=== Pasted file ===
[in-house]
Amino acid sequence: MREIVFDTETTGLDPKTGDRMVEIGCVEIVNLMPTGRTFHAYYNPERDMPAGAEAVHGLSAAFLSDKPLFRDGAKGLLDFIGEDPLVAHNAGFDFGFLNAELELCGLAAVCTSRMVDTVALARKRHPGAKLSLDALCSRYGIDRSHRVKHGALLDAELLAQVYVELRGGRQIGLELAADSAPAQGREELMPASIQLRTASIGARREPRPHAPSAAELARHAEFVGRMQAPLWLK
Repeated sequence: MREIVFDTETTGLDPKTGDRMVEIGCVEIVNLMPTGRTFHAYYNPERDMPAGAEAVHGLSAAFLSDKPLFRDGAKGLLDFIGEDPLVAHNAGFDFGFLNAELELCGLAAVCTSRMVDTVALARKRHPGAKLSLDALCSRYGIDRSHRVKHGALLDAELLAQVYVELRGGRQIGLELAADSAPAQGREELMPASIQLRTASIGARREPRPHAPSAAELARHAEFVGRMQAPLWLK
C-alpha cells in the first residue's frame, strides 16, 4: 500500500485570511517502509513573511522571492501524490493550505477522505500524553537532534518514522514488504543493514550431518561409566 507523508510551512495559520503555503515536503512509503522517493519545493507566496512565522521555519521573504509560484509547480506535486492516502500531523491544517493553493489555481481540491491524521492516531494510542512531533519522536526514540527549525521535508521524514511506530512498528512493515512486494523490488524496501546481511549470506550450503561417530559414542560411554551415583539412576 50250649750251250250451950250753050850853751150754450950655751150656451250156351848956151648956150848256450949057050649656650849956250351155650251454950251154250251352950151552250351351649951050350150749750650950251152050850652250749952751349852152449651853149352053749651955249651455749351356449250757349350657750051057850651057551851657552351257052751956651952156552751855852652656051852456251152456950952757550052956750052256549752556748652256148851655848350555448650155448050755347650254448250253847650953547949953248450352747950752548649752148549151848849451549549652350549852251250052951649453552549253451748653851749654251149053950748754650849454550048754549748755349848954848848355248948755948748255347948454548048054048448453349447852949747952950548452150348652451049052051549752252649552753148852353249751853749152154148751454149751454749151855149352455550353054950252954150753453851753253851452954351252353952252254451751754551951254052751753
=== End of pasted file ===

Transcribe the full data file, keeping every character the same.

[in-house]
Amino acid sequence: MREIVFDTETTGLDPKTGDRMVEIGCVEIVNLMPTGRTFHAYYNPERDMPAGAEAVHGLSAAFLSDKPLFRDGAKGLLDFIGEDPLVAHNAGFDFGFLNAELELCGLAAVCTSRMVDTVALARKRHPGAKLSLDALCSRYGIDRSHRVKHGALLDAELLAQVYVELRGGRQIGLELAADSAPAQGREELMPASIQLRTASIGARREPRPHAPSAAELARHAEFVGRMQAPLWLK
Repeated sequence: MREIVFDTETTGLDPKTGDRMVEIGCVEIVNLMPTGRTFHAYYNPERDMPAGAEAVHGLSAAFLSDKPLFRDGAKGLLDFIGEDPLVAHNAGFDFGFLNAELELCGLAAVCTSRMVDTVALARKRHPGAKLSLDALCSRYGIDRSHRVKHGALLDAELLAQVYVELRGGRQIGLELAADSAPAQGREELMPASIQLRTASIGARREPRPHAPSAAELARHAEFVGRMQAPLWLK
C-alpha cells in the first residue's frame, strides 16, 4: 500500500485570511517502509513573511522571492501524490493550505477522505500524553537532534518514522514488504543493514550431518561409566 507523508510551512495559520503555503515536503512509503522517493519545493507566496512565522521555519521573504509560484509547480506535486492516502500531523491544517493553493489555481481540491491524521492516531494510542512531533519522536526514540527549525521535508521524514511506530512498528512493515512486494523490488524496501546481511549470506550450503561417530559414542560411554551415583539412576 50250649750251250250451950250753050850853751150754450950655751150656451250156351848956151648956150848256450949057050649656650849956250351155650251454950251154250251352950151552250351351649951050350150749750650950251152050850652250749952751349852152449651853149352053749651955249651455749351356449250757349350657750051057850651057551851657552351257052751956651952156552751855852652656051852456251152456950952757550052956750052256549752556748652256148851655848350555448650155448050755347650254448250253847650953547949953248450352747950752548649752148549151848849451549549652350549852251250052951649453552549253451748653851749654251149053950748754650849454550048754549748755349848954848848355248948755948748255347948454548048054048448453349447852949747952950548452150348652451049052051549752252649552753148852353249751853749152154148751454149751454749151855149352455550353054950252954150753453851753253851452954351252353952252254451751754551951254052751753